Hi: 8° Lo:5°
Tuesday 06 November 2012 Updated: 07/11 12:15
A week on from Superstorm Sandy, Dave Griffin writes for The Observer on the aftermath of the wind and rain which ripped through New York. He moved to Hoboken on the banks of the Hudson River across the water from Manhattan last year with his wife Jen, both of whom graduated from Warwick University, and their children Lily, four, and two-year-old Joe.
It seems a very peculiar statement to say, but last year’s hurricane lulled not only us but it felt like the whole community into a false sense of security. Irene was the big bad storm that was bearing down on the Big Apple and had led us to flee for the other side of the border.
We watched and waited for civilisation to end as predicted by the well-sponsored local news, but the sum total damage to our immediate vicinity was no worse than say a previous Nor’easter, and the only visible result of the whole ordeal had been the increase in share price of Poland Spring.
Sandy, they said, would be different. Sandy would strike hundreds of miles away and still cause havoc and destruction, they said. We needed to heed more of this warning, they said, and not think it was a “ploy to sell more ad space”, they (actually) said.
The trouble is no-one seemed to believe it. Whether it was the disaster movie music that started every new bulletin, or the “heard it all before” inconvenience many parents and colleagues were talking about, this time it did not seem to strike a chord in the collective fear.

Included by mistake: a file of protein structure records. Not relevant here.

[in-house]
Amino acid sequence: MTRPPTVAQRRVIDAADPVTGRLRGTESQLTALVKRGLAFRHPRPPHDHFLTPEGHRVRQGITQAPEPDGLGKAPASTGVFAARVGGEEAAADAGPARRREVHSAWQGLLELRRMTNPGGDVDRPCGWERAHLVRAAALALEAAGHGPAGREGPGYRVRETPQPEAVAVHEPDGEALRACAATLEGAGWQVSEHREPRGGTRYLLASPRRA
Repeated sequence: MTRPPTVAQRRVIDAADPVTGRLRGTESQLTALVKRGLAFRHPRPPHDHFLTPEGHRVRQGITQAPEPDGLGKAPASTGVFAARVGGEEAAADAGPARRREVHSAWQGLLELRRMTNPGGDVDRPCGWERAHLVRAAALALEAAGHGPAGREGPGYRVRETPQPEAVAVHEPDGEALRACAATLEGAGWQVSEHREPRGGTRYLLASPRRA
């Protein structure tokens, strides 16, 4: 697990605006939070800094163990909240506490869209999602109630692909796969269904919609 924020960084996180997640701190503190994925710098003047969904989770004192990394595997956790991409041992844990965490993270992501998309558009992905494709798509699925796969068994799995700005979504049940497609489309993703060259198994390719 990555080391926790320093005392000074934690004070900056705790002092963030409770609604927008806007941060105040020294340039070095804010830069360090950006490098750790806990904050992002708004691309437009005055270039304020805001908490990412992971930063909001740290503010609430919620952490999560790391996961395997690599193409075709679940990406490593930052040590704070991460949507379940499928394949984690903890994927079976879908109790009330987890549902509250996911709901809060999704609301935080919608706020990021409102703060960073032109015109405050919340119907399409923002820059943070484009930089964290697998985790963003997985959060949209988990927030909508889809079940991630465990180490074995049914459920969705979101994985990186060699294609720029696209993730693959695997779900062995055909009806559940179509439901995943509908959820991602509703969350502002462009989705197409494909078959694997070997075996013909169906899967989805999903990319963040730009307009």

We were wrong.
Hoboken is now firmly our family home and we have come to love this mile-square city. Although we sit on the Hudson and much of the city sits under sea level, the fact Irene gave us a bloody nose with a direct hit, the ‘Boken collective spirit braced for some interesting weather and perhaps the start of the week spent working from home, but not much else.
Some folks would see lines down and lose power, others would spend the next few days wishing they were not ground floor tenants and pumping the smelly drain overrun out of their dwellings. The winds came early on the Monday and rain followed, no-one expected most of the Hudson to take a tour through our streets that night.
Tuesday began with no power, a look outside, and the scream from our frightened daughter at 3am had confirmed that. It was eased with the relief that the gas was still on, that the fridge was at least still cold, and there would at least be tea that morning before we went outside.
The atmosphere was still bruised when I finally took the decision to venture out. The bottom of town is so famous in its ability to hold water that I would not be surprised if tenancy in those buildings came with life jackets and snorkels as standard.
But the sight of 2ft of water lapping at the corner of the hospital ran the blood cold. As I ventured further, and spoke to more people the worst fears of us all would be realised. The pictures in the press do not exaggerate the destruction we saw on the ground that day, and I only got so far. Perhaps the Mail’s ‘Hell in Hoboken’ poked at the more hyperbolic end of the spectrum but it was not far off, this was the stuff of nightmares for many.